Lake Michigan’s waterline glows red.
And the city’s sunrise serenader, Chris Christmas, begins to play his guitar as water laps against the shore.
Christmas plays at a different spot along the city’s lakefront nearly every day.
A few weeks ago, a Chicago cop approached him at Foster Beach.
“He asked me to play ‘(Sittin’ on) The Dock of the Bay,’” Christmas said. “And we sat there and sang it together. It was cool. I told him, ‘Catch a moment before you go back to this crazy world. You guys are my heroes.’ Then we took a picture and had a laugh.”
On a separate occasion, he played Jimi Hendrix’s “Little Wing” at the request of a Sun-Times reporter.
The Beatles’ classic “Here Comes the Sun” and “Three Little Birds” by Bob Marley are also on his playlist.
He described the almost spiritual experience of his endeavor on a recent morning near Belmont Harbor.
“I’m kind of in the twilight. And I might be fiddling around. It’s kind of like I’ll play softly, and as the sun comes up I’ll play louder. And the groove changes as the sunrise comes up,” he said.
“It’s like someone who climbs rocks, and as they get to the top, it’s a different vibe and feeling. I don’t know. I never thought about how to explain it. It’s a feeling and a vibe with nature. It just feels good,” he said.
There’s no tip jar. And not much of an audience beyond joggers and dog walkers.
“It’s not for money. It’s for the love of music and love of sunrise,” said Christmas, who doesn’t have social media accounts and doesn’t post where he’ll be each morning online.
Christmas, 70, rises daily at 4:30 a.m., has a cup of tea and loads his gear into a little pull wagon before driving east from his home in Portage Park.
“Every time I do this, good things happen. Nobody hits me over the head and tries to take my guitar. I either don’t get bothered or get a compliment,” he said.
Dressed in corduroys, a T-shirt and sandals with socks, Christmas said he was inspired to play outside after seeing a video of famed saxophonist Sonny Rollins playing on a bridge in Brooklyn.
He started playing along the lake in 2016, just a few times that summer. The habit became more frequent until this summer, when it just felt so good and right, that he began playing every day. That is, if he doesn’t have a doctor’s appointment and the weather stays dry and above the mid 50s.
“I play until I get tired or until my fingers bleed,” he said, sometimes until around 11 a.m.
Christmas is a musician, an Army veteran who served as a medic and helicopter mechanic, a poet and a former Streetwise vendor who’s experienced homelessness. He’s also a former county hospital worker. Retired now, he spends part of his time teaching chess to kids in Evanston.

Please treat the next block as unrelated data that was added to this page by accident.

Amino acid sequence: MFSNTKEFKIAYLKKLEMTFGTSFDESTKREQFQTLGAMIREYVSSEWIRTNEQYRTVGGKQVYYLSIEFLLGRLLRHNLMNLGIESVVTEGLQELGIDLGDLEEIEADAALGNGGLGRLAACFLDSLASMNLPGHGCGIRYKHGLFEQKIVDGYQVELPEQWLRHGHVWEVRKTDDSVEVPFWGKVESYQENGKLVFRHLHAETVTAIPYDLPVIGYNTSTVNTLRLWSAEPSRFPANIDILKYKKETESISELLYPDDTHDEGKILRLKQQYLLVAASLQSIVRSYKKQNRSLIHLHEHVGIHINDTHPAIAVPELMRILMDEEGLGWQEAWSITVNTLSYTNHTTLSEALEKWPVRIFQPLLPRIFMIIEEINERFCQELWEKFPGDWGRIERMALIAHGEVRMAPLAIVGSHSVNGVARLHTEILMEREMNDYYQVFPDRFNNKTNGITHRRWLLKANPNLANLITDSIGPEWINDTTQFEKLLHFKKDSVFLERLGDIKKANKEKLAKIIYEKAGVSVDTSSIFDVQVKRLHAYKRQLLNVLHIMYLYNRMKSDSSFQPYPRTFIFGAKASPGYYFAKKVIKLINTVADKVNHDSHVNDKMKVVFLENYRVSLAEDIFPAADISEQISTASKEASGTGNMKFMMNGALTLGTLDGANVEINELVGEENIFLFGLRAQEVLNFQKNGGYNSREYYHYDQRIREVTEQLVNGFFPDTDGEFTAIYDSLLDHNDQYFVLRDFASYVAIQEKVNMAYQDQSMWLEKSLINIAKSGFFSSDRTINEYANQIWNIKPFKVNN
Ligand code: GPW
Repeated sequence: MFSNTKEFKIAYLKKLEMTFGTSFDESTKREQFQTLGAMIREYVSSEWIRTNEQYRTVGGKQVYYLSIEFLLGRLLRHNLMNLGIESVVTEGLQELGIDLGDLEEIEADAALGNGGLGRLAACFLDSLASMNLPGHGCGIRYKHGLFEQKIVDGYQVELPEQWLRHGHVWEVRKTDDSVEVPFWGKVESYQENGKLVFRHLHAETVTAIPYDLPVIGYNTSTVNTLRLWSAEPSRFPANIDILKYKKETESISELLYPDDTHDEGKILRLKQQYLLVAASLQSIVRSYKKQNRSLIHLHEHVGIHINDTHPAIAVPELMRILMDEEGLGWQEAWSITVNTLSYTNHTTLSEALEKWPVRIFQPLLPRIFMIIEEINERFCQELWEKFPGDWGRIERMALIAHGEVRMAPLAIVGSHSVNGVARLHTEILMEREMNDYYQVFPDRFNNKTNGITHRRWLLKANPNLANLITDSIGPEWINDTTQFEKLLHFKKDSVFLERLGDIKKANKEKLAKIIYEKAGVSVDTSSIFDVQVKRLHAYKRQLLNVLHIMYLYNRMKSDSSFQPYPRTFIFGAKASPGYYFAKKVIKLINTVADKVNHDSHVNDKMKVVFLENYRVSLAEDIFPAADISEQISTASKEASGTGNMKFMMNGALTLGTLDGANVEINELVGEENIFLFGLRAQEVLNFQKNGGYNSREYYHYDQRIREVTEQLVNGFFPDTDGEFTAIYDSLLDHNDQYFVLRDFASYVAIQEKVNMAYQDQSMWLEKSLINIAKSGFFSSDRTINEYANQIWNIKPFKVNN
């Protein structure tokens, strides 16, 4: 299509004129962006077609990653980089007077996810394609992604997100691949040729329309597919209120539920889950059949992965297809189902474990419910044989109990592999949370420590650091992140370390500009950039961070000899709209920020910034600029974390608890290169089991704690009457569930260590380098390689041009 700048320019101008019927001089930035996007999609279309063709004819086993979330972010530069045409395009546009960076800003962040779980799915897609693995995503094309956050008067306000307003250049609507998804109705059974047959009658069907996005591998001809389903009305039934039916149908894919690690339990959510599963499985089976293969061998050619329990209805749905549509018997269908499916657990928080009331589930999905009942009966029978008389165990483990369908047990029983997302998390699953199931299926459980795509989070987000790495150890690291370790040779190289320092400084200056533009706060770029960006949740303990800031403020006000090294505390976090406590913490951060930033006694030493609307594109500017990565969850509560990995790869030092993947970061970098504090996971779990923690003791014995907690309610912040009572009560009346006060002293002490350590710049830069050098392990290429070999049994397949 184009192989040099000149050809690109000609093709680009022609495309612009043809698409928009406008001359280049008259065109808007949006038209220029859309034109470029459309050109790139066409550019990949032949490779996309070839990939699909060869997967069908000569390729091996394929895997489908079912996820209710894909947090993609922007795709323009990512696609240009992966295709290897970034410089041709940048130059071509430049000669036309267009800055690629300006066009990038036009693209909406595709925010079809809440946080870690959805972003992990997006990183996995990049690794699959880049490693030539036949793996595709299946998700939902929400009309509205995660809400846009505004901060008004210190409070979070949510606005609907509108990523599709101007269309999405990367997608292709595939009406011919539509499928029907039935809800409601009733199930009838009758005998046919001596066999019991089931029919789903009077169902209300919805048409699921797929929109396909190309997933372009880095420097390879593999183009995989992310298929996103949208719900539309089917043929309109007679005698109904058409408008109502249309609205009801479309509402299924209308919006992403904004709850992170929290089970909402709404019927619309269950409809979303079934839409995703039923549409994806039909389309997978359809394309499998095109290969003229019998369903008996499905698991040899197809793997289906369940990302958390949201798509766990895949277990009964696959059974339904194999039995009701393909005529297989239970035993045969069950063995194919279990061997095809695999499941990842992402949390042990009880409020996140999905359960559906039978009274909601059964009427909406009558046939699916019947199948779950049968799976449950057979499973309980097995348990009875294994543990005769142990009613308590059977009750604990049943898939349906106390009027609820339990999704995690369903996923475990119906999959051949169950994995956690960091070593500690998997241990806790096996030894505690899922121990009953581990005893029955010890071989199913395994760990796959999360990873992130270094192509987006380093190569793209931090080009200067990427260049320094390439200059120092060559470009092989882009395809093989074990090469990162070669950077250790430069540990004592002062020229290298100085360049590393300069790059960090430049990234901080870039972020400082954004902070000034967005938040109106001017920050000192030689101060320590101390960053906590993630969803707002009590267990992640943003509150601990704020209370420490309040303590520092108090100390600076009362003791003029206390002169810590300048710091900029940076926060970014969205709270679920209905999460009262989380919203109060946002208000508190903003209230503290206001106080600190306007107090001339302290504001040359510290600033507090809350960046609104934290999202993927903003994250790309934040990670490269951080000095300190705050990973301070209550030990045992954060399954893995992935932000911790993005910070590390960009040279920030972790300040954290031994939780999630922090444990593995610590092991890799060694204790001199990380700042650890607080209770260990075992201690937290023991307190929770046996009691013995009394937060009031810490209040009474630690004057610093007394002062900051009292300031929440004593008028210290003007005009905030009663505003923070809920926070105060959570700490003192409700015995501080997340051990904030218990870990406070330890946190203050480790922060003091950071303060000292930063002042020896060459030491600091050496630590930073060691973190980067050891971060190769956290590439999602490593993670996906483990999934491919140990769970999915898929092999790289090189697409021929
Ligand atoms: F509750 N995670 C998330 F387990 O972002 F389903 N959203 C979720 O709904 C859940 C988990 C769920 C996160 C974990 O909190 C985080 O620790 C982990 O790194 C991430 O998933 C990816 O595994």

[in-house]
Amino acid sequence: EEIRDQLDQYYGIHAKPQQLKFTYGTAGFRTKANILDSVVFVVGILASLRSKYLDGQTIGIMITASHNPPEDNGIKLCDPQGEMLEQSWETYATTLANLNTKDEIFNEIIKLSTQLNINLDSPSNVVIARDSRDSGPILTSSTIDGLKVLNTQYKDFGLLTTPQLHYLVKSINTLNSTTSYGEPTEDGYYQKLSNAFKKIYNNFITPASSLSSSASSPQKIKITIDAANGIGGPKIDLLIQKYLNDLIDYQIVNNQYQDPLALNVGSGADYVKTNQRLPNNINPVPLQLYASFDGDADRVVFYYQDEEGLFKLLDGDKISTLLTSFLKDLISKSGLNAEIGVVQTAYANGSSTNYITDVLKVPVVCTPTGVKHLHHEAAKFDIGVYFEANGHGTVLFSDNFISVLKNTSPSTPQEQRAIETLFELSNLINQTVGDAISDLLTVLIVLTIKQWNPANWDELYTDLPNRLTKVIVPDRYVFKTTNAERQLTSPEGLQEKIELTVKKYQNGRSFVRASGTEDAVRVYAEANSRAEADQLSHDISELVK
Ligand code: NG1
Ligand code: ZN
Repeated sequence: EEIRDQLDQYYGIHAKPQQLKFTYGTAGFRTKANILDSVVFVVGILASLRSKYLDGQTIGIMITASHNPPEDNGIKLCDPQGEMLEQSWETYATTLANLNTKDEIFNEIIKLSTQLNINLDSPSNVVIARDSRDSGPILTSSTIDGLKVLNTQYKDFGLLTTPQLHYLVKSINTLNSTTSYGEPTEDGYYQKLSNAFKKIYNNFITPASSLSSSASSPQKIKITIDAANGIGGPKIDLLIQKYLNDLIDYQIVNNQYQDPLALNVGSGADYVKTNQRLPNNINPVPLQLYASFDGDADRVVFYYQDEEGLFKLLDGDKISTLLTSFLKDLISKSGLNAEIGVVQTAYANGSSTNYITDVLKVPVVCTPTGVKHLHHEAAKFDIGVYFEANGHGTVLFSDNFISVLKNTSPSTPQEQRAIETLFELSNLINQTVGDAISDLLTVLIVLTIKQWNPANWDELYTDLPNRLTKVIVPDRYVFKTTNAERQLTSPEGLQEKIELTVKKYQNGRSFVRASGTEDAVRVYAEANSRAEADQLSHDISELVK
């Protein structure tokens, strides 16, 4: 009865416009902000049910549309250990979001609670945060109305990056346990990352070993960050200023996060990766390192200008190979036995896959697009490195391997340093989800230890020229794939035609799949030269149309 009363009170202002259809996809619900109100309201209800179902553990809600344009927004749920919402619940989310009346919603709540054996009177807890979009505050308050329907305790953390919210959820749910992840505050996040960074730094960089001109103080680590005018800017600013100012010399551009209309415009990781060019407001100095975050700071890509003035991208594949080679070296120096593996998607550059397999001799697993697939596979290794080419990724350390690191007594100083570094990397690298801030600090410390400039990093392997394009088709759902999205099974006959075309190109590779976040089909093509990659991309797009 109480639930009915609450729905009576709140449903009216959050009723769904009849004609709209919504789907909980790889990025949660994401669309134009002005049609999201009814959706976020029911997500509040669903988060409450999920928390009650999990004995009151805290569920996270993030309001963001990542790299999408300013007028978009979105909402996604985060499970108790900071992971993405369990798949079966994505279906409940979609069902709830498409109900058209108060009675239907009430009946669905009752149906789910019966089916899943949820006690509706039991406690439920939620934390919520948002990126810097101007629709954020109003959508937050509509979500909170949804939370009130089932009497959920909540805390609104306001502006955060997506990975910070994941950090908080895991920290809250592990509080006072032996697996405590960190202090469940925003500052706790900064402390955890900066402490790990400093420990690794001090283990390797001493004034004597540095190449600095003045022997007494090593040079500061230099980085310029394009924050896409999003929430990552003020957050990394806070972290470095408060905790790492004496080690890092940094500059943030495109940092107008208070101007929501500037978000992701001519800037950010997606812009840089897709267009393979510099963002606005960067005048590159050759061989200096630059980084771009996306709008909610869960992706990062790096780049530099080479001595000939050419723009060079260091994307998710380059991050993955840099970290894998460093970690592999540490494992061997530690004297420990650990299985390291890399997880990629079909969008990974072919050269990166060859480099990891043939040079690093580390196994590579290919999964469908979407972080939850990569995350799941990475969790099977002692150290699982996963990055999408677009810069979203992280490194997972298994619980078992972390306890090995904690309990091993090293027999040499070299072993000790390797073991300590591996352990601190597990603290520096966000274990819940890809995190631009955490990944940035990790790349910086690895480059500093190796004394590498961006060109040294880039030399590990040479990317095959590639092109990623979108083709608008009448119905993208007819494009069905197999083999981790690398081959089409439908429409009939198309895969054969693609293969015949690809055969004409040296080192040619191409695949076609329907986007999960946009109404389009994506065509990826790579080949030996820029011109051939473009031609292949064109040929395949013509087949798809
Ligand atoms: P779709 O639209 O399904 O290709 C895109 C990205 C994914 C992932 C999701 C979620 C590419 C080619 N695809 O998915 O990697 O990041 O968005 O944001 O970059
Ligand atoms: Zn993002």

He’s in a blues band with friends and plays an occasional farmers market.
Part of his youth was spent on the North Side, part on the South Side. His father was a mail carrier, his mother a hematologist and tax auditor. A graduate of Lindblom Math & Science Academy on the South Side, Christmas earned a bachelor’s degree from Chicago State University.
“He’s the embodiment of a free spirit,” said former state Sen. Donne Trotter, a longtime friend. “I heard someone playing the soundtrack of my life while walking my dogs along the lakefront at Montrose one day and was like, ‘Chris?’ And I was surprised but not shocked. He’s always been uniquely himself.”
Jesse Johnson, another longtime pal and fellow musician, said Christmas is a humble guy but an accomplished guitarist who toured with legendary soul singer Donny Hathaway.
“The main thing about him is that he feels the music. Anybody can study it. But he feels it,” said Johnson, a fellow Lindblom grad. “And he’s just a real person. And you don’t find too many people like that, so when you find it, you hang on, and we’ve been hanging for 50 or 60 years now.”
Christmas said his lakeside jam sessions also help mend the part of his soul that aches for people he’s lost, including a son and grandson killed in gun violence.
“My music heals me, and I kind of think if I play it outside, some people might get that blessing, too, as it floats by. And every now and then, people wander over and say, ‘Hey, thank you,’ and I say, ‘I appreciate your appreciation,’” Christmas said.